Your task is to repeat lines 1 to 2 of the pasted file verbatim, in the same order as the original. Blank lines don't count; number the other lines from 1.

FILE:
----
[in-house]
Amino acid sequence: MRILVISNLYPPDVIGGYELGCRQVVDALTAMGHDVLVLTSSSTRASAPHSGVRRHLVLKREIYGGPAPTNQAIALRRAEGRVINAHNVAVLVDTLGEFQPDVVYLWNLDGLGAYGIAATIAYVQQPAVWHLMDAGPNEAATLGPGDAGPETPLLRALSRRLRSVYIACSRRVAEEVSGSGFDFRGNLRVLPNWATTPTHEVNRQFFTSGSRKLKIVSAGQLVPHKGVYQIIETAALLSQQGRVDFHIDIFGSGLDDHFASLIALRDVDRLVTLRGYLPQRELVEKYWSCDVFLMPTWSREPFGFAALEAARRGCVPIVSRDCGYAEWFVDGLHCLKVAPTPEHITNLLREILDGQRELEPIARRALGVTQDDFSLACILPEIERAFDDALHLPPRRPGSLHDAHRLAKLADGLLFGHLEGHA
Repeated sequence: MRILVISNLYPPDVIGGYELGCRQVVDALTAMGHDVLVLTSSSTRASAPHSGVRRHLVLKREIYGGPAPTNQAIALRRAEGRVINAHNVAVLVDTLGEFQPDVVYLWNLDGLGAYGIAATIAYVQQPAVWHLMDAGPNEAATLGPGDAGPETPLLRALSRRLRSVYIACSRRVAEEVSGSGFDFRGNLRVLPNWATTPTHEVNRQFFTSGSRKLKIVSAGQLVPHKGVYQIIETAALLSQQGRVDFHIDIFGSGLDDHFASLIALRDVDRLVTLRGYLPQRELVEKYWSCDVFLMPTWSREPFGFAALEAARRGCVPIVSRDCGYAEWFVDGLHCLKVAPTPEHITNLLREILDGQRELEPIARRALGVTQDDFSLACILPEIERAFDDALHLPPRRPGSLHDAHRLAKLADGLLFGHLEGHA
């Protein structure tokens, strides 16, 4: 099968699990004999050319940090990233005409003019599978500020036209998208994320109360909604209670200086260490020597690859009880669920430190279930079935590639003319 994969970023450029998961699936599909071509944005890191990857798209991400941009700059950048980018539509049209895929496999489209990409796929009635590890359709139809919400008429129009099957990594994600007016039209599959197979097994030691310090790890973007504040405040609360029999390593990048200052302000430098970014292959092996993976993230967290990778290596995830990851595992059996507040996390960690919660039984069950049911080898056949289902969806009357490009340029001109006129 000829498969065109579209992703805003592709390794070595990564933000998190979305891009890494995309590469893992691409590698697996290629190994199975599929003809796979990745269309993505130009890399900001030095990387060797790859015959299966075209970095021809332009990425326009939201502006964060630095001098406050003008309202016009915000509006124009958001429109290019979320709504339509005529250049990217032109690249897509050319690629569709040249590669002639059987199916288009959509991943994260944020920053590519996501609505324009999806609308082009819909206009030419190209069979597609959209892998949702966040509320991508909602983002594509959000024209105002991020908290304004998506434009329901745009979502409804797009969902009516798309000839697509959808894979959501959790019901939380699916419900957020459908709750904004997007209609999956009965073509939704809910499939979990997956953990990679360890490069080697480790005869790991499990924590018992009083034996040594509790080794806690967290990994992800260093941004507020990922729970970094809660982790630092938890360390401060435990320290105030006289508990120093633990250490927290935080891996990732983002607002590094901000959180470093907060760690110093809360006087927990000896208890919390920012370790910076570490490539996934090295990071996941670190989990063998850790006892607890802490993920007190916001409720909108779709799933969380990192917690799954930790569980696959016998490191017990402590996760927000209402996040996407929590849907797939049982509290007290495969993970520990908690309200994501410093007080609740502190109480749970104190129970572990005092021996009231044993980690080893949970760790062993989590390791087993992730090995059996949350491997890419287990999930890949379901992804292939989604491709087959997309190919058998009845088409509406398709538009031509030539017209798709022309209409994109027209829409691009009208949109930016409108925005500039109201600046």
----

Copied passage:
[in-house]
Amino acid sequence: MRILVISNLYPPDVIGGYELGCRQVVDALTAMGHDVLVLTSSSTRASAPHSGVRRHLVLKREIYGGPAPTNQAIALRRAEGRVINAHNVAVLVDTLGEFQPDVVYLWNLDGLGAYGIAATIAYVQQPAVWHLMDAGPNEAATLGPGDAGPETPLLRALSRRLRSVYIACSRRVAEEVSGSGFDFRGNLRVLPNWATTPTHEVNRQFFTSGSRKLKIVSAGQLVPHKGVYQIIETAALLSQQGRVDFHIDIFGSGLDDHFASLIALRDVDRLVTLRGYLPQRELVEKYWSCDVFLMPTWSREPFGFAALEAARRGCVPIVSRDCGYAEWFVDGLHCLKVAPTPEHITNLLREILDGQRELEPIARRALGVTQDDFSLACILPEIERAFDDALHLPPRRPGSLHDAHRLAKLADGLLFGHLEGHA